Femur Segmentation

Stradwin can estimate the thickness of the cortex of a bone surface and display this as a colour wash mapped to the surface in 3D, using the technique described here. A prerequisite is a segmentation of the bone surface. For human femurs, Stradwin offers semi-automatic segmentation using a model of the femur. This may speed up the segmentation process, especially when the CT data is noisy.

Initial threshold-based segmentation

The first step in the process is to segment the femur as well as possible using a simple threshold on the CT value. Use the standard thresholding options in the draw task page to do this. You will be left with a set of contours defining the femoral surface, probably quite accurate lower down the femoral shaft, but very inaccurate higher up near the acetabulum.

Model initialization

Now switch to the "Fit femur" task. The first step is to fit the model very roughly using four landmarks. Select the "mark" tool and click in the review canvas, in the following order, on (a) the top of the femoral head, (b) the top of the greater trochanter, (c) the tip of the lesser trochanter and (d) the shoulder of the femoral shaft (in the same slice as (c), the ridge around 90 degrees round from the lesser trochanter). A prompt at the top of the task page reminds you which landmark to define next. After all four landmarks have been defined, click "Fit to landmarks". You will see the red femoral surface moving to approximately the right position.

The rest of the process involves refining the fit using the contours defined in the first step. Select the appropriate object in the "Points from" menu and then click "Map points". You will see in the review canvas a lot of red points derived from the contours. We are going to refine the position of the femoral surface so that it aligns as well as possible with the closest red points, using an iterative registration algorithm. Points that are currently closest to the surface are shown in bright red, other points in dark red.

Iterative registration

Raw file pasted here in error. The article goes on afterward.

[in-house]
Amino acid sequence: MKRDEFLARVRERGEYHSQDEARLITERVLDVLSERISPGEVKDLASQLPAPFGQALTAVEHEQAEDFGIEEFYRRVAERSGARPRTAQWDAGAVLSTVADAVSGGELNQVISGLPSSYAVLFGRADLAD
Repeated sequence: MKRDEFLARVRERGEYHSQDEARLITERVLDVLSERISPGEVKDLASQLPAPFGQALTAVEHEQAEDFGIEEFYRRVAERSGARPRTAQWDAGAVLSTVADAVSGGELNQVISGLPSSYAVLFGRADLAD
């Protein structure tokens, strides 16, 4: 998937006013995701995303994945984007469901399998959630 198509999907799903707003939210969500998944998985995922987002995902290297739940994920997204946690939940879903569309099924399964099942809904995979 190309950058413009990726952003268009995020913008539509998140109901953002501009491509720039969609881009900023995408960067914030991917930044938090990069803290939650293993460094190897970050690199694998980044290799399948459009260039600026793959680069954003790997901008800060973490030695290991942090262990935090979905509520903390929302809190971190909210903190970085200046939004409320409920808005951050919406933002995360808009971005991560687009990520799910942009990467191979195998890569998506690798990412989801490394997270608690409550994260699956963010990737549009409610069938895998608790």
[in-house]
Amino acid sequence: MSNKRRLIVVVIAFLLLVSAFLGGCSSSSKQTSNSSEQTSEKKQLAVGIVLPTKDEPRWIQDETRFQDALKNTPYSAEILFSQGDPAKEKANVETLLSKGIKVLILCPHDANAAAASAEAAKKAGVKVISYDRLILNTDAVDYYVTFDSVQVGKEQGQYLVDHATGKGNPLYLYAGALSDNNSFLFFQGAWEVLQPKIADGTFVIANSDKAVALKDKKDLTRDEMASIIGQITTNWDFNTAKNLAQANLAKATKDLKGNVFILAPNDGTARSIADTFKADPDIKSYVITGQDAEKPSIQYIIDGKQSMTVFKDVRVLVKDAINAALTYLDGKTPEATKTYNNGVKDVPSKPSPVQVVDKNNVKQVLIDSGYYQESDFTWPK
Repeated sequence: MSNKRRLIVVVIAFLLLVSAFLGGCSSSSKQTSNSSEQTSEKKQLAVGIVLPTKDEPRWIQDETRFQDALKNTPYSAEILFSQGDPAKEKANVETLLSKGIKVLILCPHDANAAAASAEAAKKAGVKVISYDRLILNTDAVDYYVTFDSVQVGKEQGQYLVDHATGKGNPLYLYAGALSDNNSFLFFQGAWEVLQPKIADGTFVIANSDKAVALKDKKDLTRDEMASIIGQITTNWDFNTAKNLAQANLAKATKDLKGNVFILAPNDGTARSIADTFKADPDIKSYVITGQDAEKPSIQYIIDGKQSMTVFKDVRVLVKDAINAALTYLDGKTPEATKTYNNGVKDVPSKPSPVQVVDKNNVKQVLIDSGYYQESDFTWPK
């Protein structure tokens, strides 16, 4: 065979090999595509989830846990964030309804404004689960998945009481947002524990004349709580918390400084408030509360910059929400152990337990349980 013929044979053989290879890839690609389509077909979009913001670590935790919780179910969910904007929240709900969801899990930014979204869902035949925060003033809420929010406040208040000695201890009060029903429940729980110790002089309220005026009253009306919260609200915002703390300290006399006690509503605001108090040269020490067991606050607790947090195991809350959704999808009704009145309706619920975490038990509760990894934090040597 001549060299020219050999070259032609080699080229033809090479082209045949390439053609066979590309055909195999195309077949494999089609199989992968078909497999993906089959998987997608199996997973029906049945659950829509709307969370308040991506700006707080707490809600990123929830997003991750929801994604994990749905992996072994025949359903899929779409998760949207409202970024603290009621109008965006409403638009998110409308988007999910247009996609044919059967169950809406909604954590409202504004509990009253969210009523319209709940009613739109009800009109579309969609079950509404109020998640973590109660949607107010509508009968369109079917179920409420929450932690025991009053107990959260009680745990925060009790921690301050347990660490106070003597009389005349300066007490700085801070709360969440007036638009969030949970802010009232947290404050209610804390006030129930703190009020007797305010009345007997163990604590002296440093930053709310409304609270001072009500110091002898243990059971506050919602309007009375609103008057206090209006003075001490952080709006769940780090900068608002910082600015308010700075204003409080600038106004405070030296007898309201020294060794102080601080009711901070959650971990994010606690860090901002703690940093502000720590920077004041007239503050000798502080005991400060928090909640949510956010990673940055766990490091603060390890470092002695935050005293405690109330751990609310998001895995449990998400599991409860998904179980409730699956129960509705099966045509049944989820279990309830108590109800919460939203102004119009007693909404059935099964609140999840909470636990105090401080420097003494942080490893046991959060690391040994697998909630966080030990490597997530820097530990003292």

Scroll through the segmented frames and edit the red points manually. You will need to add some points (use the "mark" tool) where the thresholded contours did not capture the surface correctly, and perhaps also delete some points (use the "erase" tool) where there are confusing red points on the wrong surface. The "display compounding" slider allows you to see red points on nearby frames too, and delete them all with one sweep of the "erase" tool. At any point, you can refit the red femoral surface to the current set of red points by pressing the "start registration" button. For now, leave the "nonrigid flexibility" control at zero, and run 10 registration iterations at a time, before reviewing the result. With no nonrigid flexibility, the fit is affine (16 degrees of freedom).

The "Distance limit for matches" slider sets how far away from the surface Stradwin is prepared to look for a red point. Initially, when the fit is poor, you will need quite a large value so that the registration algorithm can discover the correct red points and converge on a good solution. Later, you can reduce the slider value so that only very nearby red points affect the registration process: all the other (dark red) points are ignored.

When you have a decent affine fit, and a decent set of bright red points to fit to (dark red points are less problematic), you can refine the fit by introducing some nonrigid flexibility. Start by setting the "nonrigid flexibility" control to a low value. You may then need to manually refine the red points before doing a final fit with a higher "nonrigid flexibility" setting. Note that the nonrigid part of the registration is reset every time you press the "start registration" button: this prevents the surface getting tangled as you edit the red points. For this reason, you may wish to perform more than 10 iterations, say 20, for the final fit.

Mapping back to contours

By now, the red femoral surface should be a good fit to the proximal femur, but it only covers the region down to the lesser trochanter. Scroll down to the last frame that is correctly segmented using the model. Use the "Contours to" menu to select the object which will receive the segmentation result (this could be the same one you selected in the "Points from" menu) and press "Map contours". This generates a new set of contours for this object. Contours on frames above the current frame are derived from the fitted model. Contours on frames below the current frame are derived from the original threshold contours.

If any further editing is required, this can be performed using the standard tools on the draw task page.